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Saturday, March 16, 2013

The Forgotten Quest

Hi All.

Like that Jamaican runner said on that old "Seinfeld" episode, "I got ta reece tomorrow, mon!"  Accordingly, it's early to bed, even before St. Patty's Day, to get ready for tomorrow's NYC Half Marathon!  The hype around this one evokes a similar feeling to the ING NYC Marathon, and by a stroke of luck, this is the first time I'm doing it, after going through the lottery.

Due to my extreme lack of Celtic ancestry, I never really learned a lot of extensive information about good old Saint Patrick, other than a story about him expelling snakes out of a country that they would not have found hospitable to begin with.  Having Googled the man, myth, and legend, I've learned that he was a man who overcame severe hardships to proceed in a quest.  Specifically, this quest involved returning to the country where he was enslaved, and from where he had escaped from that slavery, to bring the word of G-D, as he understood it, to that country.  Not to point out the obvious, but he won.

Not an easy task, by any means.  Type of thing that leaves the rest of us discouraged and defeated.  But this man had the fortitude to not only defy the rules that kept him enslaved, but to actually return to the same place that enslaved him, with every intention of becoming a respected leader.  Who does that?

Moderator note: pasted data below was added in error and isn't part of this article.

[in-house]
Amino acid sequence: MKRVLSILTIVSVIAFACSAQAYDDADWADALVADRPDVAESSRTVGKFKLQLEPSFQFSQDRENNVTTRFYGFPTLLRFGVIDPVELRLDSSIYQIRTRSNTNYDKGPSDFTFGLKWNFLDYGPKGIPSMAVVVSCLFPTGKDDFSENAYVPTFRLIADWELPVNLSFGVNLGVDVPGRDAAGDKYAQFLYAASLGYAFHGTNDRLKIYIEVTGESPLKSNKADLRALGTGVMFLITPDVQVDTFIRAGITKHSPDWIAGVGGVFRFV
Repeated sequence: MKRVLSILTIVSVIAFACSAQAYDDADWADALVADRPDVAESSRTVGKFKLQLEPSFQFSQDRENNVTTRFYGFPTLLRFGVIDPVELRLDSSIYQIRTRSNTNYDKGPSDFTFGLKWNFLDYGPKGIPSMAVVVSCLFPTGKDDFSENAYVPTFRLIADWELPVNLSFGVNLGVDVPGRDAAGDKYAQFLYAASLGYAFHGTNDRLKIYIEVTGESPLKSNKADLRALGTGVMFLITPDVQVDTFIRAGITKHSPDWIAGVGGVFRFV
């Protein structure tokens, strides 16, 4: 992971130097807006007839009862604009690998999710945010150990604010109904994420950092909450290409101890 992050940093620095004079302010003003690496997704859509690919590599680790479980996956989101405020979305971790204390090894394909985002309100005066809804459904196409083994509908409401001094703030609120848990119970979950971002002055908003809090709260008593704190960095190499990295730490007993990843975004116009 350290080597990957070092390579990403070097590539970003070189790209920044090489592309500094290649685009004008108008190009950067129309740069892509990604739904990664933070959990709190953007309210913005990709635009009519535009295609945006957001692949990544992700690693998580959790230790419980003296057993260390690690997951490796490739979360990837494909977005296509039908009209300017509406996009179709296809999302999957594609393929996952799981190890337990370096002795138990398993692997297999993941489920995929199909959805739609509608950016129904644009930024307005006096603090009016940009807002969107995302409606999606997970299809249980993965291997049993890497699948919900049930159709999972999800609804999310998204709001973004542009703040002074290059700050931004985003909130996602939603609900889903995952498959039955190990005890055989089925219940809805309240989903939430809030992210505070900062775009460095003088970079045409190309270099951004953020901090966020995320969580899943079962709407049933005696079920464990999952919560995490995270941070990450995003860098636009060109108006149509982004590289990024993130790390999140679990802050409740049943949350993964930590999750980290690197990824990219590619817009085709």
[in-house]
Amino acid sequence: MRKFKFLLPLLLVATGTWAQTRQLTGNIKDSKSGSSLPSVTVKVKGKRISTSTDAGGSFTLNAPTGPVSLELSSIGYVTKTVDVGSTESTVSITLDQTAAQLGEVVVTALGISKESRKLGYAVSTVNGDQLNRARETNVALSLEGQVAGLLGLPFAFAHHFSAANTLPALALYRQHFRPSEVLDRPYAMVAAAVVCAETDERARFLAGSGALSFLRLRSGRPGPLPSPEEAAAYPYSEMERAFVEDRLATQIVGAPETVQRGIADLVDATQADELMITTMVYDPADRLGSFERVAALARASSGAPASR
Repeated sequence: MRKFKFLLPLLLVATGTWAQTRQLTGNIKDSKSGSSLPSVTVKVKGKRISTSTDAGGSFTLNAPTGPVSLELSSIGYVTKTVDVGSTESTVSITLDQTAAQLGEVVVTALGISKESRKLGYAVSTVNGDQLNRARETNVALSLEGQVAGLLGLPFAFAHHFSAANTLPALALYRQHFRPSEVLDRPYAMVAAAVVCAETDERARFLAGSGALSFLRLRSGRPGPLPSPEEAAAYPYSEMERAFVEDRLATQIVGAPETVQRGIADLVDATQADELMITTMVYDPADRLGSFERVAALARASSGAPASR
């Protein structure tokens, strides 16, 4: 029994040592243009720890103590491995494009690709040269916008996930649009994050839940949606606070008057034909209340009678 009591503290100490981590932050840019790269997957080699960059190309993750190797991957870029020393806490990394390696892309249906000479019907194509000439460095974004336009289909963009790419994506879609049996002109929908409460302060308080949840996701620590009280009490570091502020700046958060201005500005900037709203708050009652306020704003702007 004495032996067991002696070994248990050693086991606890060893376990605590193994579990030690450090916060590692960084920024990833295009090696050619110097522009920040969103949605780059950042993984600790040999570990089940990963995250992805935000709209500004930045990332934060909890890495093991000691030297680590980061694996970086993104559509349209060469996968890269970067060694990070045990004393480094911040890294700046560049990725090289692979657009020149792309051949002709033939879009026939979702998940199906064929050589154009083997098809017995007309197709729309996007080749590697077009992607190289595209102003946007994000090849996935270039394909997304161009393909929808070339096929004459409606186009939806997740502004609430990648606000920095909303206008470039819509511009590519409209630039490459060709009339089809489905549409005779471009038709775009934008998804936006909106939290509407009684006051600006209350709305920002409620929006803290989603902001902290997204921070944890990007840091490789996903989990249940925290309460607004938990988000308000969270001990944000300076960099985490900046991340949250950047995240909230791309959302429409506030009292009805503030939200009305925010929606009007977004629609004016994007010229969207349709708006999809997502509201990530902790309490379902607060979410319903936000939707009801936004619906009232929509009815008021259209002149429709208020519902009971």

Deep down, I'd like to think that we all do.

What better way to call yourself a winner than to return to someplace that you endured hardships and show people that you're not the same as you were before?  Or better yet, to just walk in there like you own the place, and then actually own the place!

Just from those facts alone, I'm shocked that Hollywood didn't pick up on this man's story in earlier years.  Nowadays, they never would, they'd be too afraid of possibly promoting a particular religion, or even showing religion in a good light in general.  Or possibly afraid that it would just appeal to one target audience and alienate everyone else.  That's a shame.

I know that it's not really my holiday, but shouldn't the celebrations honor the man and his deeds just a little bit more?  When I was in grade school, we were taught that "everyone's Irish on St. Patty's Day," and my Mom used to make corned beef and cabbage and bake Irish soda bread, so we could all share in the festivities.  But the idea that this man had a quest that would have crushed those with weaker wills, and he succeeded at it, is something that should be common knowledge to everyone, Irish or not, and regardless of religion.  Personally, I think his memory deserves a little bit more than a pint of Guinness.

So, peeps, as we inch towards the final days of winter and the promise of spring, remember what St. Patrick did as you don the green.  Regardless of your faith or your tribe, raise a glass to someone who was brave, resilient and indefatigable.  Take his story as an example to remember that you can survive damn near anything with enough faith in yourself.  And that after you're done surviving, you can outdo yourself and succeed, too!

Happy St. Patty's Day, all, and good luck to all my TFK/RWP friends in NYC who are running the Half tomorrow -- see you all at the South Street Seaport!